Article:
What is the difference between lin1 and line 2. Line 1 creates a error whereas line 2 does not. As far i understood generic type of argument and parameter should be same thats why line one error is generated. What is happening at line 2 ? ?
Why to worry about things in which we dont have control, Why to worry about things in which we have control ! !
doc.checkAnimals((ArrayList < Animal > ) cats); means ArrayList<Animal> temp=cats; that is actually ArrayList<Animal> temp=new ArrayList<Cat>(); then it says its inconvertable types. Inconvertable means you cannot convert Cat list to Animal list. [ January 02, 2009: Message edited by: Punit Singh ]
ArrayList<Animal> animal = new ArrayList<Cat>(); //if this was allowed then following will create problems animal.add(new Dog()); //Oops we added a Dog into a Cat List
In addition to this if ArrayList<Animal> animal = new ArrayList<Animal>(); then animal.add(new Dog()); animal.add(new Cat()); allowed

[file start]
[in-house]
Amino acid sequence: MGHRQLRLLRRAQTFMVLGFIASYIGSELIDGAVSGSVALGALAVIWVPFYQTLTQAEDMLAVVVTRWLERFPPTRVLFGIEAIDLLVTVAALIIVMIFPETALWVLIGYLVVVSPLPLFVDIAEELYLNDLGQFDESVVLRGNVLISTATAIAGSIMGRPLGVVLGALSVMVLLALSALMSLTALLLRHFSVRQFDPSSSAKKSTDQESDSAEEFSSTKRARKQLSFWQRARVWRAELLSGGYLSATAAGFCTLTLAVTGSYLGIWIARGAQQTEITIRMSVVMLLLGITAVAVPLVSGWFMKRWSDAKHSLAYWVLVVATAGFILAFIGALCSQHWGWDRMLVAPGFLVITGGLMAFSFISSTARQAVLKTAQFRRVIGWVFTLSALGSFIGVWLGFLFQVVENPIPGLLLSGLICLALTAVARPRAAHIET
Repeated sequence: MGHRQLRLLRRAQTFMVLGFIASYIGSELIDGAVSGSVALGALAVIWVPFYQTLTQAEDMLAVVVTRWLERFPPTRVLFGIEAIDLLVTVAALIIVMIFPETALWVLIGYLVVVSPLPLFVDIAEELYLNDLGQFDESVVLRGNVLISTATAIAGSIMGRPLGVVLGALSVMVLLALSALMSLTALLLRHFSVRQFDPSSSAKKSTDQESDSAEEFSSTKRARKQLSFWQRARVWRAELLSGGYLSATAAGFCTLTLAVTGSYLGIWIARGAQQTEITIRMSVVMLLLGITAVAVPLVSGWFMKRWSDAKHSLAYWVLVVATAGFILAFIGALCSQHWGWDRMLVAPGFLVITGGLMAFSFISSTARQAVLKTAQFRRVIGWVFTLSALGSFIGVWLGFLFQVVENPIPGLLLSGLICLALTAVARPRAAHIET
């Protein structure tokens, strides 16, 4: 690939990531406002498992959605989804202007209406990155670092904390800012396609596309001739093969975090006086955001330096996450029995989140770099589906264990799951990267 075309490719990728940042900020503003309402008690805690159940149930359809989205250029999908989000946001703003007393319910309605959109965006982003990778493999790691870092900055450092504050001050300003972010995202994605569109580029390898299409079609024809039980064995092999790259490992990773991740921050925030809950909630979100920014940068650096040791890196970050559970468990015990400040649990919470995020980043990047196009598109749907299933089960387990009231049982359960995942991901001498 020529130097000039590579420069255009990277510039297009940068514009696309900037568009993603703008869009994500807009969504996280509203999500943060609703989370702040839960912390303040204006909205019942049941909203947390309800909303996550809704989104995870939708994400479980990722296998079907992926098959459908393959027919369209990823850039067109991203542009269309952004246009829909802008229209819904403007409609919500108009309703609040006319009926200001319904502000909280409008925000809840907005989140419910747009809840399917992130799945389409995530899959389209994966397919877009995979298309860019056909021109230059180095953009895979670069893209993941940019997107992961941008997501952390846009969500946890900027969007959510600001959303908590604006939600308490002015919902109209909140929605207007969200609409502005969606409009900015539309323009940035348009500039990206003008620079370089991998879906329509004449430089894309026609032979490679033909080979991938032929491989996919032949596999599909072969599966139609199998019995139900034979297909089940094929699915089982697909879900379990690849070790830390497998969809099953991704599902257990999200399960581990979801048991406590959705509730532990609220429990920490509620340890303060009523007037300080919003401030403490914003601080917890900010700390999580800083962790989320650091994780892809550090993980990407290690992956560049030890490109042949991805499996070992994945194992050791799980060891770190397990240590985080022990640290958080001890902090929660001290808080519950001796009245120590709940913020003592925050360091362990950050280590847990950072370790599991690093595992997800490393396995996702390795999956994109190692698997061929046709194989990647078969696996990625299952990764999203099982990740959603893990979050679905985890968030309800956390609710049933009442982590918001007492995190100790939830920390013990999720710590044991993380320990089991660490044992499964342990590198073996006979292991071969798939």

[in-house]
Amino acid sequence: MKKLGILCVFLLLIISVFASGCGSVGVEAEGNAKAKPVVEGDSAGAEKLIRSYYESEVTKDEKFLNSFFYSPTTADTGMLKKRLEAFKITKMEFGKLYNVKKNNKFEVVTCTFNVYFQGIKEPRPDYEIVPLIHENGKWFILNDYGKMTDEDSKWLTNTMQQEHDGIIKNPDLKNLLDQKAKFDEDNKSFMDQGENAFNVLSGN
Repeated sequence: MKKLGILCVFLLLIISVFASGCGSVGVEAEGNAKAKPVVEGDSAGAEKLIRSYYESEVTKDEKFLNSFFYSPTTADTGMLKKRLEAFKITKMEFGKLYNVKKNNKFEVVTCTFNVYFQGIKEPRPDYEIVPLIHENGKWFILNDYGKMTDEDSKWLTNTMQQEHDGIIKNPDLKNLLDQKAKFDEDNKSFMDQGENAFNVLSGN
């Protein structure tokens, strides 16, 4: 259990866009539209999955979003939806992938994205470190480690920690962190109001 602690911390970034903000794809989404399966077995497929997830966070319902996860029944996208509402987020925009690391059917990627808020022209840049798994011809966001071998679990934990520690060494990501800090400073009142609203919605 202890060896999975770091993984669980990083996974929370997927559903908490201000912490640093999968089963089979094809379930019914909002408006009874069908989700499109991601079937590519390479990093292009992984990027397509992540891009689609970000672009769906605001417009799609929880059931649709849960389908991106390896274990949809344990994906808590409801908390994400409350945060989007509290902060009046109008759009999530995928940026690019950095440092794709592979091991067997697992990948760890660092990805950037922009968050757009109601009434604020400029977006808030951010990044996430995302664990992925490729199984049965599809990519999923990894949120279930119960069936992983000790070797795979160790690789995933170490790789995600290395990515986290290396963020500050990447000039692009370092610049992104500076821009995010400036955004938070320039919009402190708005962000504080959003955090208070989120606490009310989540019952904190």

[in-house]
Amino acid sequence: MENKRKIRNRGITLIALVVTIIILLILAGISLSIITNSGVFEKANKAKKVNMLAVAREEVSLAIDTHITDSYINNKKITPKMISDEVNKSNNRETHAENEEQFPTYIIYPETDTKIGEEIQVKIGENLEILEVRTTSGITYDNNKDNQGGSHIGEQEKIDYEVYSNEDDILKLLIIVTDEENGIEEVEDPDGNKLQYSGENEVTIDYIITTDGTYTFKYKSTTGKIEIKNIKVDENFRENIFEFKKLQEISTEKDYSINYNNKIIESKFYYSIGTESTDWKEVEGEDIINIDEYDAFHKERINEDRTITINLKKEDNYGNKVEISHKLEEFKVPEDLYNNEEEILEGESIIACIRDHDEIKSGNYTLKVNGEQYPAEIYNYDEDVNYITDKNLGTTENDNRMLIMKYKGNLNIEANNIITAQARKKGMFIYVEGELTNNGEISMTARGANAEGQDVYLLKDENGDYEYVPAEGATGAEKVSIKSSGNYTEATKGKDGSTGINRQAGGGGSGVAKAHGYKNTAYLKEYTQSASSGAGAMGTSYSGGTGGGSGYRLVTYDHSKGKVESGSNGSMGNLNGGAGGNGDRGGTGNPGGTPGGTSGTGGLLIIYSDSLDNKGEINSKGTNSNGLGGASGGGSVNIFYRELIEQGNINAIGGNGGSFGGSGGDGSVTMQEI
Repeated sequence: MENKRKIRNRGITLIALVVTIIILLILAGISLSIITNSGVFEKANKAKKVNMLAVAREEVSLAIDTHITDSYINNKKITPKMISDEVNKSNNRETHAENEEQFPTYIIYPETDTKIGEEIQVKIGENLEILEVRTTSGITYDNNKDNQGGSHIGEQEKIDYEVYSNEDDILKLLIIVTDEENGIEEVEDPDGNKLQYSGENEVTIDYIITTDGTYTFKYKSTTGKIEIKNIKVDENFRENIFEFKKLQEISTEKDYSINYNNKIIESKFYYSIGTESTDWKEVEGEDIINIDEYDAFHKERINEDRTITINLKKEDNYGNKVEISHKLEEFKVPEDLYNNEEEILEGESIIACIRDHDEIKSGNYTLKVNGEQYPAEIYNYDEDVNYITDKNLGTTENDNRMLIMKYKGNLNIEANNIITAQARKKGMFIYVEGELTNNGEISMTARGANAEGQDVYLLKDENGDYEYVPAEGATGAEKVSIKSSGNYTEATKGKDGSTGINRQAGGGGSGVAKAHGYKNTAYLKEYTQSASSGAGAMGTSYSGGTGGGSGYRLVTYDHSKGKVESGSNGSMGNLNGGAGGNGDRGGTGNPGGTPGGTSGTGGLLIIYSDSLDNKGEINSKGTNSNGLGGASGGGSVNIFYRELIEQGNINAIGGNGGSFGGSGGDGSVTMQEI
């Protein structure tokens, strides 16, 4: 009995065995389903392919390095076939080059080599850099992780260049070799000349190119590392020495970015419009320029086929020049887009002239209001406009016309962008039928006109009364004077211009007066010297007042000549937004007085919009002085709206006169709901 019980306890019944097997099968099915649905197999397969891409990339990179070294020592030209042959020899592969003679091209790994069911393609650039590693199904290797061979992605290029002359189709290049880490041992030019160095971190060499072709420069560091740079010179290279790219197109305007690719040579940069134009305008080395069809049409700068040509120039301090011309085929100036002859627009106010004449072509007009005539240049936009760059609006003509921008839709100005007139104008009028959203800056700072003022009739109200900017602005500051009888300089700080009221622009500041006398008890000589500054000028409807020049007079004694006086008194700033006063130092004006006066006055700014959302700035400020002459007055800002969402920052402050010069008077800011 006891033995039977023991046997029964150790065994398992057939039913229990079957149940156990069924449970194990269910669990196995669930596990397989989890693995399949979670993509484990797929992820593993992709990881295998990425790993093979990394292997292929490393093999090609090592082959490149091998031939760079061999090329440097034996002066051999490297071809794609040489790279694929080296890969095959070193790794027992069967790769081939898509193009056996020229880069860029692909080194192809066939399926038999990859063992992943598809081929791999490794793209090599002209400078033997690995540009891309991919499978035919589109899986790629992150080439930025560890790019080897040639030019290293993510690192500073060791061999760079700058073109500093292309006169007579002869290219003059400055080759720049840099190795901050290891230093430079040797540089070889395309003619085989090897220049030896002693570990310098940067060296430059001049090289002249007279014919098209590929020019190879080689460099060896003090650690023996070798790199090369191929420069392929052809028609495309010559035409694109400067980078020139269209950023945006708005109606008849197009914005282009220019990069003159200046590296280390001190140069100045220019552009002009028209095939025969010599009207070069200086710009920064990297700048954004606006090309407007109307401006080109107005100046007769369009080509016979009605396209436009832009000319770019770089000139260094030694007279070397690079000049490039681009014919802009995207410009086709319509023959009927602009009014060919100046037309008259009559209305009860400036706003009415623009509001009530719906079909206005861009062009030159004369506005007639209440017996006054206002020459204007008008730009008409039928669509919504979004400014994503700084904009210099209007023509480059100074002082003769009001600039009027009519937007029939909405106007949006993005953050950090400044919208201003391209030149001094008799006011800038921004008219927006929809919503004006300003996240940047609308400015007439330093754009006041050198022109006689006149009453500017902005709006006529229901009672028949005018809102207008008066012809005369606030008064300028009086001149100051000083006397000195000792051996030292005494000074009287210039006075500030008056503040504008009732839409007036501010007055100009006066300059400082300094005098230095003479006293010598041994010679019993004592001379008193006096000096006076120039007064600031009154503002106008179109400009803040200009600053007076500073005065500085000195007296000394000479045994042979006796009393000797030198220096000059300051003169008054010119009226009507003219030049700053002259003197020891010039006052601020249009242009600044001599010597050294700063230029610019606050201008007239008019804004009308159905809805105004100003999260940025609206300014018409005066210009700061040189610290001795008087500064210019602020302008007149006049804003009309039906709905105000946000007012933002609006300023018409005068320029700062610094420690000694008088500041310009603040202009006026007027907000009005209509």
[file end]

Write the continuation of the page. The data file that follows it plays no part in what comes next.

Why ArrayList<Animal> animal = new ArrayList<Cat>(); not allowed ? As JVM has not runtime information about type of ArrayList, JVM will only knows that it is just an ArrayList means jvm will see this code:
and this code can take any object. So to avoid above condition mentioned by Ankit, compiler only allows type-safe conversions, such that ArrayList<Cat> can not contain new Dog();. Think in terms of compiler, you will grasp it easily. Again read K&B book for this topic and do some meditation over this.
Well I was trying to avoid telling this as it might be confusing but it is required now.
If you add a Dog to the Cat list, it will not be a problem and you can do this using legacy code
When you added a dog to the cat list, then there is no exception as the list is actually a raw list for the JVM. But then you will get an exception when you get the element from the Cat list as Dog is not a Cat...